[Python-ideas] Syntax idea: escaping names to avoid keyword ambiguity

Daniel Moisset dmoisset at machinalis.com
Mon May 14 06:47:55 EDT 2018

Following up some of the discussions about the problems of adding keywords
and Guido's proposal of making tokenization context-dependent, I wanted to
propose an alternate way to go around the problem.

My proposal essentially boils down to:

   1. The character "$" can be used as a prefix of identifiers. formally,

   *identifier  * ::= ["$"] xid_start
xid_continue <https://docs.python.org/3/reference/lexical_analysis.html#grammar-token-xid_continue>*

   2. The "$" character is not part of the name. So the program
   "foo=3;print($foo)" prints 3. So does the program "$foo=3; print(foo)".
   Both set an entry to globals["foo"] and keep globals["$foo"] unset.
   3. if "$" appears in a token, it's always an identifier. So "$with",
   "$if", "$return" are all identifiers.

If you overcome the "yikes, that looks like awk/bash/perl/php, and I don't
like those", and consider it as an escape for "unusual"/"deprecation"
situations, I think it's not a bad chose, and allows to a simple solutions
to many problems that have been in discussion recently and not so recently.
[examples below]

For me the benefits of this approach are:

   - It's very simple to explain how to use and its semantics
   - It (seems to me it) should be easy to explain to a python apprentice
   what a "$" means in code they read on a book/blogpost/manual
   - It's very easy to implement, minimal changes in the tokenizer
   - It's also easy to implement/integrate in other tools (editors with
   syntax highlighters, code formatters, etc)
   - It is easy to see that it's 100% backwards compatible (I understand
   that "$" has never been used in python before)
   - It is relatively unsurprising in the sense that other languages are
   already using $ to label names (there may be some point of confusion to
   people coming from javascript where "$" is a valid character in names and
   is not ignored).
   - It gives python devs and users a clear, easy and universal upgrade
   path when keywords are added (language designers: Add a __future__ import
   to enable keyword in python N+1, add warnings to change kw --> $kw in
   python N+2, and then turn it on by default in python N+3... ; developers:
   add the import when they want to upgrade , and fix their code with a
   search&replace when adding the import or after getting a warning).
   - It allows you to use new features even if some libraries were written
   for older python versions, depending the deprecation period (this could be
   improved with sth I'll write in another email, but that's the topic for
   another proposal)
   - When clashes occur, which they always do, there's one obvious way to
   disambiguate (see today the "class_" argument for gettext.translation, the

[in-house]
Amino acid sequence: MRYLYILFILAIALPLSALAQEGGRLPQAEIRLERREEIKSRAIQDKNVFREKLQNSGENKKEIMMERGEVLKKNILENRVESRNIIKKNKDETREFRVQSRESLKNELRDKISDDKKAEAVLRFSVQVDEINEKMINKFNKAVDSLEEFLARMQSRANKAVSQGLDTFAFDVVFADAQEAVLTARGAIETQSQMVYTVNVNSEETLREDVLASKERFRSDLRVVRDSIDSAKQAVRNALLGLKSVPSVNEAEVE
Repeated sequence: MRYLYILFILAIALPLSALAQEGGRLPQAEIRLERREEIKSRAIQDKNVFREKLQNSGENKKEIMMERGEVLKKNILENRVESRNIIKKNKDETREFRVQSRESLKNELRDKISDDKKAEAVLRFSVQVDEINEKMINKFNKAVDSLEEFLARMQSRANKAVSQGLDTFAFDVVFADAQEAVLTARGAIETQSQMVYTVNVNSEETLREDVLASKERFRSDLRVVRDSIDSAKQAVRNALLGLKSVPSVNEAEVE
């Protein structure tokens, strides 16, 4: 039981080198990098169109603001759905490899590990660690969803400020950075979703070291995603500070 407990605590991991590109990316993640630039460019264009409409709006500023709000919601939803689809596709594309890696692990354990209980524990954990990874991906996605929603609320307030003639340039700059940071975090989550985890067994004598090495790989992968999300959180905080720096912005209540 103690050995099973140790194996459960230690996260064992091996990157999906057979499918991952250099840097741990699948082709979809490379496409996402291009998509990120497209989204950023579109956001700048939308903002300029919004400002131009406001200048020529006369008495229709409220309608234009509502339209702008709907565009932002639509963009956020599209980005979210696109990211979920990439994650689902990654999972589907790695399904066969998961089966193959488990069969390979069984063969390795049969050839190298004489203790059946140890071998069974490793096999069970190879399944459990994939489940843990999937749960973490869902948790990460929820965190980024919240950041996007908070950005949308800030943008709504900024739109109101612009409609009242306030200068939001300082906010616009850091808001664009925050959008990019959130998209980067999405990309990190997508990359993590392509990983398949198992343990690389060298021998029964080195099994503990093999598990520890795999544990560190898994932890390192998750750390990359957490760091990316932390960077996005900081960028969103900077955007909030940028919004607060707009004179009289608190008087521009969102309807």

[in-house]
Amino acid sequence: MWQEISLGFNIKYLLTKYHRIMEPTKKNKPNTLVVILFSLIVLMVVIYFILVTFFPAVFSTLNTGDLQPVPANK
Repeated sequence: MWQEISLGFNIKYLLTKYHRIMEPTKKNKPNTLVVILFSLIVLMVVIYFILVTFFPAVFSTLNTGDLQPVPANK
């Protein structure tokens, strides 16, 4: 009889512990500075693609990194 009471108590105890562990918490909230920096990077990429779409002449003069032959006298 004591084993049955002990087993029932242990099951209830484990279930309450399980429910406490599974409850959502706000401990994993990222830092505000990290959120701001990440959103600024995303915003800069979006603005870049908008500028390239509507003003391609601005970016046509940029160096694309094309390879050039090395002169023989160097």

"lambd" argument for random.expovariate, the "class_" filter in libraries
   like pyquery for CSS class, functions like
   pyquery, sqlalchemy.sql.operators.as_ , etc. Not counting all the "cls"
   argument to every classmethod ever)
   - If we're worried about over proliferation of "$" in code, I'm quite
   sure given past experience that just a notice in PEP 8 of "only with $ in
   names to prevent ambiguity" should be more than enough for the community

What are the drawbacks that you find in this?

[The rest of this post is just examples]

Example 1:

Python 3.92 has just added a future import that makes "given" a keyword.
Then you can do:

# This works because we have no future import
*from* hypothesis *import* given, strategies *as* st

*def* foo(i):
    x = f(i)**2 + f(i)**3

if you want to use the new feature (or upgraded to python 3.93 and started
receiving warnings) you can then change it to:

*from* __future__ *import* given_expression

*from* hypothesis *import* $given, strategies *as* st

@$given(st.integers()) *# If you forget the $ you get a SyntaxError*
*def* foo(i):
    x = z**2 + z**3 *given* z = f(i)

And also you could do:

*from* __future__ *import* given_expression

*import* hypothesis

*def* foo(i):
    x = z**2 + z**3 *given* z = f(i)

Or even, if you want to prevent the "$" all over your code:

*from __future__ import given_expressionfrom* hypothesis *import* $given
*as* hgiven, strategies *as* st

*def* foo(i):
    x = z**2 + z**3 *given* z = f(i)


If you have some library which uses a new keyword as a method name (you
can't rename those with import ... as ...), it still works perfectly:

*from* mylib *import* SomeClass

instance = SomeClass()

This is also helpful as a universal way to solve name clashes between
python keywords and libraries that use some external concept that overlaps
with python

(from https://pythonhosted.org/pyquery/attributes.html ):

>>> *import* pyquery *as* pq
>>> p = pq(*'<p id="hello" class="hello"></p>'*)(*'p'*)
>>> p.attr(id=*'hello'*, $class=*'hello2'*)

Or even nameclashes within python itself

*def *new_with_color($class, color): *# Instead of the usual cls or class_*

    result = $class()


    return result

Daniel Moisset

A:   1 Fore Street, EC2Y 9DT London <https://goo.gl/maps/pH9BBLgE8dG2>
P:   +44 7398 827139 <+44+7398+827139>
M:   dmoisset at machinalis.com <dmoisset at machinalis.com>  |   S:   dmoisset
<http://www.twitter.com/machinalis>  <http://www.facebook.com/machinalis>
Machinalis Limited is a company registered in England and Wales. Registered
number: 10574987.
-------------- next part --------------
An HTML attachment was scrubbed...
URL: <http://mail.python.org/pipermail/python-ideas/attachments/20180514/97238f4f/attachment-0001.html>

More information about the Python-ideas mailing list